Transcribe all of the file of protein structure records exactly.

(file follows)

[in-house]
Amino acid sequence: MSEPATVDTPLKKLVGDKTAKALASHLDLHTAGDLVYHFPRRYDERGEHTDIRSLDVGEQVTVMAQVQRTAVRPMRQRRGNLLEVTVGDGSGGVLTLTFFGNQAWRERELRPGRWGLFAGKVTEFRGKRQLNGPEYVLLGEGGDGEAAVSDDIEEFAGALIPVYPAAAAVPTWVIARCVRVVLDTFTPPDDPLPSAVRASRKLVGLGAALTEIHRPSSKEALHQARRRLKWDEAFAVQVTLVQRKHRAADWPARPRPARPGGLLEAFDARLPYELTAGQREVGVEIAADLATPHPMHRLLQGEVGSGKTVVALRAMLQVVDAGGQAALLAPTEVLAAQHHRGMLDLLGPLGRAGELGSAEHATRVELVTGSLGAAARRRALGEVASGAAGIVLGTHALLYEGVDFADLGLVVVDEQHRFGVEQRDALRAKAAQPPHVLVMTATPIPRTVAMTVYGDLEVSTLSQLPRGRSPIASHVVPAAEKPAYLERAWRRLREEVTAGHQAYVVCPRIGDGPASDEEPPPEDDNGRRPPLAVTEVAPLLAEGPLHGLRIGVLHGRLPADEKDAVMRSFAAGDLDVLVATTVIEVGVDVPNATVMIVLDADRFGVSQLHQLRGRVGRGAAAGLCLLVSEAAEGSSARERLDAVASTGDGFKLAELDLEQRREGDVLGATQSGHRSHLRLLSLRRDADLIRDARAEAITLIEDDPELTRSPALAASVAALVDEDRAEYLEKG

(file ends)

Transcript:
[in-house]
Amino acid sequence: MSEPATVDTPLKKLVGDKTAKALASHLDLHTAGDLVYHFPRRYDERGEHTDIRSLDVGEQVTVMAQVQRTAVRPMRQRRGNLLEVTVGDGSGGVLTLTFFGNQAWRERELRPGRWGLFAGKVTEFRGKRQLNGPEYVLLGEGGDGEAAVSDDIEEFAGALIPVYPAAAAVPTWVIARCVRVVLDTFTPPDDPLPSAVRASRKLVGLGAALTEIHRPSSKEALHQARRRLKWDEAFAVQVTLVQRKHRAADWPARPRPARPGGLLEAFDARLPYELTAGQREVGVEIAADLATPHPMHRLLQGEVGSGKTVVALRAMLQVVDAGGQAALLAPTEVLAAQHHRGMLDLLGPLGRAGELGSAEHATRVELVTGSLGAAARRRALGEVASGAAGIVLGTHALLYEGVDFADLGLVVVDEQHRFGVEQRDALRAKAAQPPHVLVMTATPIPRTVAMTVYGDLEVSTLSQLPRGRSPIASHVVPAAEKPAYLERAWRRLREEVTAGHQAYVVCPRIGDGPASDEEPPPEDDNGRRPPLAVTEVAPLLAEGPLHGLRIGVLHGRLPADEKDAVMRSFAAGDLDVLVATTVIEVGVDVPNATVMIVLDADRFGVSQLHQLRGRVGRGAAAGLCLLVSEAAEGSSARERLDAVASTGDGFKLAELDLEQRREGDVLGATQSGHRSHLRLLSLRRDADLIRDARAEAITLIEDDPELTRSPALAASVAALVDEDRAEYLEKG